The answer is “yes,” but a consumer rarely is in a position when this is needed or desirable. Chapter 11 is a type of bankruptcy that is suited to businesses just as Chapter 7 and Chapter 13 are designed to benefit consumers. An individual is not prohibited from filing for Chapter 11 bankruptcy — other types of bankruptcy are often more suitable — but it’s worth learning more to compare this bankruptcy with other types.
It may be hard for a New York consumer to believe anyone or any business would file bankruptcy or is capable of filing bankruptcy with a goal of eventually making a profit. That is exactly how debtors approach Chapter 11. Like Chapter 13 personal bankruptcy, Chapter 11 involves a restructuring plan.
A Chapter 11 petition may be filed voluntarily by the debtor or involuntary by creditors. The idea is not to liquidate assets, but to gain time to pay off or partially satisfy debts while an automatic stay prevents creditor problems. The debtor also actively works to improve his or her financial status by designing a profitability plan, cutting costs, boosting income and discharging or renegotiating debt — a process that sometimes takes years.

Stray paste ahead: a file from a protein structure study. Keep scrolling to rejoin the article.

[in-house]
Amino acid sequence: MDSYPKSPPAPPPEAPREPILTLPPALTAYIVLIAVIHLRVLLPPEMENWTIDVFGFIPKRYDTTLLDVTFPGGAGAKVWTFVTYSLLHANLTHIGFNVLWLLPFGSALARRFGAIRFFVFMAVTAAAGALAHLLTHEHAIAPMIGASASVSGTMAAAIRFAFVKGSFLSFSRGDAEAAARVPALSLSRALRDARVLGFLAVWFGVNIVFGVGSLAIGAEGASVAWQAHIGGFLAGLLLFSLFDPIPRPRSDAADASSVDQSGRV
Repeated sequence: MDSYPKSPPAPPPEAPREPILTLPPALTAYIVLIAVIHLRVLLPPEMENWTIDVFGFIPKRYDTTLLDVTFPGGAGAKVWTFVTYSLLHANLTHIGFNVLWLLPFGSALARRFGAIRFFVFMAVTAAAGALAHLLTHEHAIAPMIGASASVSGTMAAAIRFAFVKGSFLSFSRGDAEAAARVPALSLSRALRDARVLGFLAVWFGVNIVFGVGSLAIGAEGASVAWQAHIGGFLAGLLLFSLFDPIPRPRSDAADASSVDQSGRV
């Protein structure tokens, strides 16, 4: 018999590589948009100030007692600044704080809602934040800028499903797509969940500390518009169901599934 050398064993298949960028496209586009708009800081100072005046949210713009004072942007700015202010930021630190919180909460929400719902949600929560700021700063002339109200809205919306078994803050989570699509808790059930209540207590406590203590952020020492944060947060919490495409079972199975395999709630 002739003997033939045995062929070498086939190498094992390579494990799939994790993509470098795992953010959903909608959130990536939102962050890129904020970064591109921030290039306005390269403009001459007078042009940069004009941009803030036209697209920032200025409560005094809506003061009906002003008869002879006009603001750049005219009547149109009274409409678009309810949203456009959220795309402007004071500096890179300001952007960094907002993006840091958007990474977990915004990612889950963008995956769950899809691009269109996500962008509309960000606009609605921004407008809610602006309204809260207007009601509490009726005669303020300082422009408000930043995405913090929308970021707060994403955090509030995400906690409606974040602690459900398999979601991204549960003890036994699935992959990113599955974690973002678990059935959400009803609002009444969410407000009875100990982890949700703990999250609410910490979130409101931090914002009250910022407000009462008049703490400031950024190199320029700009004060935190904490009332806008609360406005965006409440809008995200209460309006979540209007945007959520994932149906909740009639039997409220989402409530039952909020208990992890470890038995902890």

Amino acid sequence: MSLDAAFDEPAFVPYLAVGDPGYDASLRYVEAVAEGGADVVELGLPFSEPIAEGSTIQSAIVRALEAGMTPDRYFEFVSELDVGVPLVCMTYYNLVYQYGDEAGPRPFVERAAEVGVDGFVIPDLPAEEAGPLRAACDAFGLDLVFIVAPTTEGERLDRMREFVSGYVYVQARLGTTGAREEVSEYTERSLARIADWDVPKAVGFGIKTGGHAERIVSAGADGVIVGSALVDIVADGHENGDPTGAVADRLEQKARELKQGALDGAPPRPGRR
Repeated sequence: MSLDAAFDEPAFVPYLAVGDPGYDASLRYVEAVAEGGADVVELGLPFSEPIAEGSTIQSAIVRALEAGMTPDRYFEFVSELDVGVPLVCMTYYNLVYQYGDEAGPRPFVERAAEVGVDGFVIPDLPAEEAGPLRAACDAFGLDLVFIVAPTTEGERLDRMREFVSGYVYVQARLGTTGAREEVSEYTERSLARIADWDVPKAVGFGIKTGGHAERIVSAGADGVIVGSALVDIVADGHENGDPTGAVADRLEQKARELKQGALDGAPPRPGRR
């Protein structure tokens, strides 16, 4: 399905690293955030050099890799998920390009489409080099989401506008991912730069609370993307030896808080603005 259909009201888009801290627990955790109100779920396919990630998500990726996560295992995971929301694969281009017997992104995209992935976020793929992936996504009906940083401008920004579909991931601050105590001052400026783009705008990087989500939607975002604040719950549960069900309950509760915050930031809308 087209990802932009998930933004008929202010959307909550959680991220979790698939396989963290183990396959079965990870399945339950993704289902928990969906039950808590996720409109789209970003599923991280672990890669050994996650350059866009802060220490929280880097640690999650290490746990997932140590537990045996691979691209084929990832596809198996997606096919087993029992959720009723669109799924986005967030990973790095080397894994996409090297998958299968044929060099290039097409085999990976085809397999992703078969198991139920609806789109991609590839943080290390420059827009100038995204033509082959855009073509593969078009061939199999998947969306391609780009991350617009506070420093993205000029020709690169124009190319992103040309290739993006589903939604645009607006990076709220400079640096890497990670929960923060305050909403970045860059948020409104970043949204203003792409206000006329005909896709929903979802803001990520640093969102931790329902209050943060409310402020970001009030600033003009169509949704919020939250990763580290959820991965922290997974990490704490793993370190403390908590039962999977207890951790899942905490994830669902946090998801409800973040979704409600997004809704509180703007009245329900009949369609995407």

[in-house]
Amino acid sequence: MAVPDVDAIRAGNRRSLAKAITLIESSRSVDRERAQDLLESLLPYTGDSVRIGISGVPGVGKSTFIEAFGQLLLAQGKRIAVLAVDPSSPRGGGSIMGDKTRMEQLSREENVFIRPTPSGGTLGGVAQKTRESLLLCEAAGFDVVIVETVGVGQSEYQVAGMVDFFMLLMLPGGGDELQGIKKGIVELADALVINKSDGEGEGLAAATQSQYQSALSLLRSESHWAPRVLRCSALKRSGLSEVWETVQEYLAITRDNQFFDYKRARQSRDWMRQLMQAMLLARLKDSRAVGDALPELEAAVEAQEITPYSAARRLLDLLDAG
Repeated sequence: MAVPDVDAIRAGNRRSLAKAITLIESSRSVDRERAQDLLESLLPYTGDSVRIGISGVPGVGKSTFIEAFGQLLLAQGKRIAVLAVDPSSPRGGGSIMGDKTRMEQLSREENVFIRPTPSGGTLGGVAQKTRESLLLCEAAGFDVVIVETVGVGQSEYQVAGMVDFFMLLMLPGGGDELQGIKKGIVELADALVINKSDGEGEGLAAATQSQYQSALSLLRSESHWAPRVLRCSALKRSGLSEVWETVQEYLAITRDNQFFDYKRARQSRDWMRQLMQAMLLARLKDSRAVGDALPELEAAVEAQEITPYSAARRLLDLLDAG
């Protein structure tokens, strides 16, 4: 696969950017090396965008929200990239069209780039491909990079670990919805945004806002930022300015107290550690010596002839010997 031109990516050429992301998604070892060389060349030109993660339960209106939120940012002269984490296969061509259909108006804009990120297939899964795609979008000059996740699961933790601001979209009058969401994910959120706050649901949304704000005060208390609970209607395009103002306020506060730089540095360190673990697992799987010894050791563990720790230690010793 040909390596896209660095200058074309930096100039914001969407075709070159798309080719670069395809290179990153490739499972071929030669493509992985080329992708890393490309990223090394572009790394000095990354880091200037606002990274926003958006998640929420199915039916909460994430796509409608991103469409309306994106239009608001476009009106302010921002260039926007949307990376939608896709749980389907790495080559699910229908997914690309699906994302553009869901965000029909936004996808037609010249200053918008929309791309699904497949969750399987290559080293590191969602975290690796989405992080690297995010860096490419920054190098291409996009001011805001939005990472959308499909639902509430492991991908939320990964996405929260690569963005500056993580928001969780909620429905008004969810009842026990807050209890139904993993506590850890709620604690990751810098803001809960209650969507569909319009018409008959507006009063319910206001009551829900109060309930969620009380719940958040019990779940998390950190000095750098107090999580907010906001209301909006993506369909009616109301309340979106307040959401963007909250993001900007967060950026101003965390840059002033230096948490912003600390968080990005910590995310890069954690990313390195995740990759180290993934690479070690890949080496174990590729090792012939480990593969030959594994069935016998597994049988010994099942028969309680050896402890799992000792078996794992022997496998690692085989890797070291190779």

Only a small fraction of consumers files for Chapter 11 bankruptcy – about 1 in every 1,000 consumer filings in 2009. Those who do file have unique situations, where earnings capability is high but a debt load disqualifies the individual from filing for Chapter 7 or Chapter 13.
Chapter 11 petitions must be filed according to certain timelines, just as other bankruptcies are filed. A consumer is required to undergo credit counseling before filing for a petition.
Consumers should understand fully all bankruptcy options open to them and discuss the best course of action to take with an attorney. Review the qualifying factors for each type of bankruptcy and identify your post-bankruptcy goal.
Source: United States Courts, “Chapter 11 – Bankruptcy Basics,” accessed June 26, 2015